“While there’s been lots of talk about plants in the Imperial Valley, I have personally invested close to $3 million in this plan so far,” the elder Batley said. “CE&P will produce the ethanol and Batley Farms will supply the sugarcane. Right now we are building one plant, one generating system, and we’re in the permit process.”
Batley Farms currently has about 10 farmers growing seed cane increases, and has signed five-year contracts with farmers to grow and supply 30,000 acres of cane for the first plant, Batley said.
What is the financial value of growing sugarcane for sugar versus for ethanol?
“It’s about twice as much if you grow it for sugar,” Batley said. “The world market for sugar is 7 or 8 cents and the federal government kicks in 14 cents to equal a U.S. base price of 21 cents. It’s a lot of hooey in my opinion. I don’t want any federal subsidy.
“We have figured out a way to produce 1,200 gallons of ethanol from an acre of sugarcane, plus electricity from the begasse to come out ahead financially. After all costs, the farmer has a $300 to $500 per acre profit.”
Each CE&P ethanol plant would require 60 to 70 cane growers. While some growers might grow several thousand acres, most would likely start with about 300 acres of production, Batley said.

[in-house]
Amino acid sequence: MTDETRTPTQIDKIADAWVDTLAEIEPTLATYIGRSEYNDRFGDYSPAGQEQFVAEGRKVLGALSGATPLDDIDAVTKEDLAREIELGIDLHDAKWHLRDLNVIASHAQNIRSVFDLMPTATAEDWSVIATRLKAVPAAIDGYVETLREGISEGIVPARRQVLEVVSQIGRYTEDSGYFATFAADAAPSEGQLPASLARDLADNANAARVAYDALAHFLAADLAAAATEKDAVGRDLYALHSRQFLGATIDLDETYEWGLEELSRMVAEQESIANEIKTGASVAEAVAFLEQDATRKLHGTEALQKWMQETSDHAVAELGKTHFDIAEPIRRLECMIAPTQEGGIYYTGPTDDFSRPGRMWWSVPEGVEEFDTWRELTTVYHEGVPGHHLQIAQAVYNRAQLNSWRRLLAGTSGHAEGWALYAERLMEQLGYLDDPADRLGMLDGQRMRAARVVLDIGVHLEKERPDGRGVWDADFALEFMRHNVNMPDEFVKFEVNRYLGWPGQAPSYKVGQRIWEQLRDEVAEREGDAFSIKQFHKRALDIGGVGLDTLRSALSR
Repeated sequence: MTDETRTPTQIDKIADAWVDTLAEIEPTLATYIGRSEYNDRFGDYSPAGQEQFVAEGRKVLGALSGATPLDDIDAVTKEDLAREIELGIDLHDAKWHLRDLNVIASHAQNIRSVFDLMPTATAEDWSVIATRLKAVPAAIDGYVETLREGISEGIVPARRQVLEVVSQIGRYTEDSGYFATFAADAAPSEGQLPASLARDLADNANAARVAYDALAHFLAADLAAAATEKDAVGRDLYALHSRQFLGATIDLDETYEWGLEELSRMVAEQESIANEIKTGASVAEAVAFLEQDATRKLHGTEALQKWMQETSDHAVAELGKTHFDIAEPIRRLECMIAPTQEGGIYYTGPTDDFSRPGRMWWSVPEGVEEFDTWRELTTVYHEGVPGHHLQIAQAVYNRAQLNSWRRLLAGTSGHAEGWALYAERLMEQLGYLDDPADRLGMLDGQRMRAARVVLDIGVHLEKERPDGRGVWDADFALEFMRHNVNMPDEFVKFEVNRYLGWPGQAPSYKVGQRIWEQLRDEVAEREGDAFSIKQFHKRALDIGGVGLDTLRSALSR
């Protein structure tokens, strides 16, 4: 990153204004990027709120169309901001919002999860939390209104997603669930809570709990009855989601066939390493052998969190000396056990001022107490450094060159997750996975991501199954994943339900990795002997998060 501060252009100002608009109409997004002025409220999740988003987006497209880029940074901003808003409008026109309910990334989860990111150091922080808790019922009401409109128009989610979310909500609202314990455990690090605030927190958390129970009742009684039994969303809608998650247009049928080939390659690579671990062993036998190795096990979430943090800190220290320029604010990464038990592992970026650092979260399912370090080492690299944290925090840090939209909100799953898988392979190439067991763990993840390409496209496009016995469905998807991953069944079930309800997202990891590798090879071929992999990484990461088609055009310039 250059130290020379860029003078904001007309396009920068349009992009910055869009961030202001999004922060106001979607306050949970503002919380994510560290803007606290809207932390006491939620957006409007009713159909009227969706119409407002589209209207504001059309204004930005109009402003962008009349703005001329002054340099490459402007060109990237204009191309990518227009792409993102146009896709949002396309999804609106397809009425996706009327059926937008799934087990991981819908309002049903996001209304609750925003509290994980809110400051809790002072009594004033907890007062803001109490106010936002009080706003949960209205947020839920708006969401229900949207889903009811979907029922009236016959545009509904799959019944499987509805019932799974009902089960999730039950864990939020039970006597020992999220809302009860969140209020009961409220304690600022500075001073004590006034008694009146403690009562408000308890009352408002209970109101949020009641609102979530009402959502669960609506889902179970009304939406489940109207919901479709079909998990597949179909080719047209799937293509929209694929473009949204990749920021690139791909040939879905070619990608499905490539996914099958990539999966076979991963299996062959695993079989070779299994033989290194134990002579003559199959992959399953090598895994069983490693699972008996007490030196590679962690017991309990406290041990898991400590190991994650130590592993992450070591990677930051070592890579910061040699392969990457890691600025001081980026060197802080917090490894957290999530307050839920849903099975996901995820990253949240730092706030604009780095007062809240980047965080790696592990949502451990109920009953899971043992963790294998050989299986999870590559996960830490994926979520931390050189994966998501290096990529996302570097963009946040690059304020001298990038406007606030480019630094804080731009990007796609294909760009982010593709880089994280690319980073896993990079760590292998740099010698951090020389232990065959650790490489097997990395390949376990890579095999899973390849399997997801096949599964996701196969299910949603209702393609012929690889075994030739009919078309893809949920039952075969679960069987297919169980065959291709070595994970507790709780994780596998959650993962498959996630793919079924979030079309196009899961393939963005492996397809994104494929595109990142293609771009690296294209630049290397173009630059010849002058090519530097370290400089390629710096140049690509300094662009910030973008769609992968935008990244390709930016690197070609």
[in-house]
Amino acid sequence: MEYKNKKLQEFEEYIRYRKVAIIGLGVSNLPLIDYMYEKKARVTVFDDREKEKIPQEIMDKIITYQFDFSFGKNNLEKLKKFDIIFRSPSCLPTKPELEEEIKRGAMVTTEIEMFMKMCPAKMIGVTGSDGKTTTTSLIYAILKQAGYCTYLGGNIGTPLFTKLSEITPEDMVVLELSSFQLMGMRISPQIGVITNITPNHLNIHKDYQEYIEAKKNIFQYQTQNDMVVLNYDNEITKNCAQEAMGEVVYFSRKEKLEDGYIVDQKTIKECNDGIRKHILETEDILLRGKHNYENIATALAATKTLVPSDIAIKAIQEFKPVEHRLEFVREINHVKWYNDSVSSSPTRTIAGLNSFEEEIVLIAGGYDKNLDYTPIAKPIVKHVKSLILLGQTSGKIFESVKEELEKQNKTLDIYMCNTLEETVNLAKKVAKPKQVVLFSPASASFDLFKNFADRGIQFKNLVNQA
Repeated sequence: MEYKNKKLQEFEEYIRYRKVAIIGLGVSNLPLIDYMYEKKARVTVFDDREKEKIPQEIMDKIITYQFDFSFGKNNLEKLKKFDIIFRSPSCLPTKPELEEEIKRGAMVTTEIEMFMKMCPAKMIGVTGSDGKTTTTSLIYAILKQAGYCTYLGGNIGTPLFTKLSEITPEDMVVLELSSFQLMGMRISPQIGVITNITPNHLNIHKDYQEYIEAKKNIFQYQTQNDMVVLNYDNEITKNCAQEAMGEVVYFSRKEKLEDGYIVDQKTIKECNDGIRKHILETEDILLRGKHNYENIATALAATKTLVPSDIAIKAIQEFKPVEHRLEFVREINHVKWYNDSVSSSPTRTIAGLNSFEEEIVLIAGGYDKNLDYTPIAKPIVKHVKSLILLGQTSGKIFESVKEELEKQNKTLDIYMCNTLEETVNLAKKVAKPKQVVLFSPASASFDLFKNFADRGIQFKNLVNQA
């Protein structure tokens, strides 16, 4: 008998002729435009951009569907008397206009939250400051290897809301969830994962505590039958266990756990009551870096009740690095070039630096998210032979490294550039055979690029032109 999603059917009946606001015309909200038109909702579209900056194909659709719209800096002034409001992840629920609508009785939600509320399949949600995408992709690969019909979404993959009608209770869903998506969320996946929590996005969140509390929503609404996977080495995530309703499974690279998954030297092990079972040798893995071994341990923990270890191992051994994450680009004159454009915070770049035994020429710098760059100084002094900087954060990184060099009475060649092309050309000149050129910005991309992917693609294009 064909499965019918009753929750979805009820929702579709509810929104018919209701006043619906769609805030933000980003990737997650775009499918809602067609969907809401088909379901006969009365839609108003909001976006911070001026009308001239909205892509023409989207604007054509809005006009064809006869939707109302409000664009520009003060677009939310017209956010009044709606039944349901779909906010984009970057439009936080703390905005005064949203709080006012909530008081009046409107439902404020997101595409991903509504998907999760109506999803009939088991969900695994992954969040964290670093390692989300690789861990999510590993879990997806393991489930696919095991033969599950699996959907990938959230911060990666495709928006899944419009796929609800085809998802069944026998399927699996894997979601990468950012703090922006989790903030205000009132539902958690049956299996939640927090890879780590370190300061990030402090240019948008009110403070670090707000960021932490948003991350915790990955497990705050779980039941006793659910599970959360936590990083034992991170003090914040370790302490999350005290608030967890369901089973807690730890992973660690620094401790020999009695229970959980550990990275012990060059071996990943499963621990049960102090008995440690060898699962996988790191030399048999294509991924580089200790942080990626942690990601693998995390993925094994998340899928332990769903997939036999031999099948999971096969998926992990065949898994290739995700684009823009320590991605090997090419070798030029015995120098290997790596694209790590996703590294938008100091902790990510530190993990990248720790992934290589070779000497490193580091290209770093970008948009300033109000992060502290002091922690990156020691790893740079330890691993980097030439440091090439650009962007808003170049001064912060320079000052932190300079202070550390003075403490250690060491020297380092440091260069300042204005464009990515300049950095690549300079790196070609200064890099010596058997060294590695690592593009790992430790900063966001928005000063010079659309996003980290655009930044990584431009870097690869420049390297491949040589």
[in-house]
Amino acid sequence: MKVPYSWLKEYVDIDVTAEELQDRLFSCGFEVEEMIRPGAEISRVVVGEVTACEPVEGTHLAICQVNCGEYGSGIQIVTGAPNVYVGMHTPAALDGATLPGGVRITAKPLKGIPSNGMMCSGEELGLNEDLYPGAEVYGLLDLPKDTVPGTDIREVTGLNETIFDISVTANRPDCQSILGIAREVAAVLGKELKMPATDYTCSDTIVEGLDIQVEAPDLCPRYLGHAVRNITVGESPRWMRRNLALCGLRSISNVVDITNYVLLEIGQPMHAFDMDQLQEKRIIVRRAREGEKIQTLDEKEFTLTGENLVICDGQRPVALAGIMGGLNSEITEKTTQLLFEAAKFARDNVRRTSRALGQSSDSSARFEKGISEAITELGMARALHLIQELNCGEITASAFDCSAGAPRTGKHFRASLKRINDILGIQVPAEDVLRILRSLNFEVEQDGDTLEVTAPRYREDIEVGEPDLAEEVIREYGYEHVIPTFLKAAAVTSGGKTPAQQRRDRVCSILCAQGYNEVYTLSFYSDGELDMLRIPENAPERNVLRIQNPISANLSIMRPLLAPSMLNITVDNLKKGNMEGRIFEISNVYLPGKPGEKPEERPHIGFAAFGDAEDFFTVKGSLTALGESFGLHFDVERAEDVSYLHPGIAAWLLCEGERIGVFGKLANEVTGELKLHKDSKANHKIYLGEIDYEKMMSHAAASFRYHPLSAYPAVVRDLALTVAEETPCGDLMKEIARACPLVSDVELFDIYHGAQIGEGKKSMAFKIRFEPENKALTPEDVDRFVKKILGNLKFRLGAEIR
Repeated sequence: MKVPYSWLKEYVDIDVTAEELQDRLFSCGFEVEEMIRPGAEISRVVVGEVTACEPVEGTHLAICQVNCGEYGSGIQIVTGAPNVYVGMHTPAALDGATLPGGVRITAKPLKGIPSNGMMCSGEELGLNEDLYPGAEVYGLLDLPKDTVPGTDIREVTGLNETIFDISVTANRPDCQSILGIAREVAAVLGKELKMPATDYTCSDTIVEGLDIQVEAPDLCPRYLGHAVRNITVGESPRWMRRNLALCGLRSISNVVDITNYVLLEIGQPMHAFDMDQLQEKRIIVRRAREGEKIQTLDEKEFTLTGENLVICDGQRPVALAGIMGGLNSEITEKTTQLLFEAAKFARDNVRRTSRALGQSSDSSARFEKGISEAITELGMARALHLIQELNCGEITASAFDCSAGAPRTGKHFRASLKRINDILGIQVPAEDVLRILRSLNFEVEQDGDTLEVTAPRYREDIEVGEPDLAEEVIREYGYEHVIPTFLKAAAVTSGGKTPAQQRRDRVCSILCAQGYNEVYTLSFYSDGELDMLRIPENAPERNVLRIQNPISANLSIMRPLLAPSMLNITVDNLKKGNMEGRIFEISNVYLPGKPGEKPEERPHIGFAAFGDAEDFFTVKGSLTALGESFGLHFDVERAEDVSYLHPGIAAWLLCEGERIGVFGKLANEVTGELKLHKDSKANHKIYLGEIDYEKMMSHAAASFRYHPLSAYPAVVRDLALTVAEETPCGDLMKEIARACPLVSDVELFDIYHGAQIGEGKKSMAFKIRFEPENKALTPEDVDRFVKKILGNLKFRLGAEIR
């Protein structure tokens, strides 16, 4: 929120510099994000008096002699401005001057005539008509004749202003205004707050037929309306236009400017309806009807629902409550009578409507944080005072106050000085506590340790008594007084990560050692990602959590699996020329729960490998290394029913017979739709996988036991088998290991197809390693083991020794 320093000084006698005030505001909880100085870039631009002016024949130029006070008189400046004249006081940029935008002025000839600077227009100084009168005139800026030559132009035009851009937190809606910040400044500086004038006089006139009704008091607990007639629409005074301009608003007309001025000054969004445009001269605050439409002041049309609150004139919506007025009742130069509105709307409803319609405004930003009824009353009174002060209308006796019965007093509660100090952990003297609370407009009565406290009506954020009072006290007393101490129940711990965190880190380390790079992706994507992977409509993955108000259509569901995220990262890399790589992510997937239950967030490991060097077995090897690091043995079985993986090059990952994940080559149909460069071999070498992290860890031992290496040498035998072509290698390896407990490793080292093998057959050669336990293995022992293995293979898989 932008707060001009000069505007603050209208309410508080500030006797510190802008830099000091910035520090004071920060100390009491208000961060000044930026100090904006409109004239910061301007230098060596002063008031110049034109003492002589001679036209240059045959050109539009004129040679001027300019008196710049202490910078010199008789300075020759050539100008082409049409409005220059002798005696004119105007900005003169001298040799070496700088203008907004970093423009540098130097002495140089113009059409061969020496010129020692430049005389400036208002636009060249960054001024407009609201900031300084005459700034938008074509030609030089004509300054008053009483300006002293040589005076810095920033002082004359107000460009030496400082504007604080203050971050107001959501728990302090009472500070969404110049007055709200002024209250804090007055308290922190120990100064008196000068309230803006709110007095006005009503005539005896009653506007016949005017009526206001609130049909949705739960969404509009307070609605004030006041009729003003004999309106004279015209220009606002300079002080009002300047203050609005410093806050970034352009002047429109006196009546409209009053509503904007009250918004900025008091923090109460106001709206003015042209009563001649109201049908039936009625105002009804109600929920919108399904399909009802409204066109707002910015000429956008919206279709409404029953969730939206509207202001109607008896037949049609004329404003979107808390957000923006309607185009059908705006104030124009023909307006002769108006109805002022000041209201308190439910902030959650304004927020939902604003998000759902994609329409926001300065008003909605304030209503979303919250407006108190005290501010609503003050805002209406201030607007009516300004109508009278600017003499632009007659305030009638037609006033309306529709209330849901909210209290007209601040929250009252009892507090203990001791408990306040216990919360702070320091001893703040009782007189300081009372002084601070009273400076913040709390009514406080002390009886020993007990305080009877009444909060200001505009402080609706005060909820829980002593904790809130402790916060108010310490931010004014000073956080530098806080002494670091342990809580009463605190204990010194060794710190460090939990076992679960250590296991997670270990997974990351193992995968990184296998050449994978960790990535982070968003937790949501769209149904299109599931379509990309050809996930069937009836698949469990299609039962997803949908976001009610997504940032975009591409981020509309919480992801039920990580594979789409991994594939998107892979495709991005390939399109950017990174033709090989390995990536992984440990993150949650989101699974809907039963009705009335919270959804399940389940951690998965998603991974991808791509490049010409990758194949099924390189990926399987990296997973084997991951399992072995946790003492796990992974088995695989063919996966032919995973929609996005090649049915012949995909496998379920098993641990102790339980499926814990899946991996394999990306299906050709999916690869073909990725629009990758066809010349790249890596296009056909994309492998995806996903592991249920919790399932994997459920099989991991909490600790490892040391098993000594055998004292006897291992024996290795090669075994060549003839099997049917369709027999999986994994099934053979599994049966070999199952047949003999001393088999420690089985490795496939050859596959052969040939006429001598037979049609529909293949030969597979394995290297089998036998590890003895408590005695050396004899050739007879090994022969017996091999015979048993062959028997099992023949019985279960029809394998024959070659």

“We will write a contract, fully finance the cane growing, and guarantee them a profit. We don’t ask them to risk any money whatever. It is fully financed and guaranteed. We’re not asking any farmer to promise his soul away.”
Other Imperial ventures
Several other biofuels ventures in the concept, permit, or construction stage in Imperial County include:
- Cilion, Goshen, Calif. — corn based, 55 million gallons, planning stage, Brawley area.
- Imperial Bioresources LLC — corn, sugar beet/cane based, 58 million gallons, planning stage, Brawley area.
- Imperial Valley Biodiesel — tallow, vegetable oil based, three million gallons, El Centro area.
- Pacific Ethanol, Sacramento, Calif. — corn based, 50 million gallons, under construction, Calipatria.
- USFarms Inc., San Diego, Calif. — corn, 50 million gallons, planning stage, Brawley area.
If the sugarcane ventures are successful, cane production would change the agricultural landscape in Imperial County by replacing other crops in the ground.
Alfalfa is one crop that could get squeezed out. In 2006, 71,663 acres of alfalfa were grown in Imperial County. For putting dollars faster into farmers’ pockets, cane could outdistance alfalfa.
“Alfalfa is a three-year crop in the Imperial Valley. About every six weeks a grower has to mow, rake, bale, and sell it. It’s a crop that requires a lot of diesel fuel. The farmer’s money is tied up until after the sale,” Batley said. “Sugarcane is a five-year crop. Once it’s harvested and hauled to the plant once a year, the farmer gets paid.”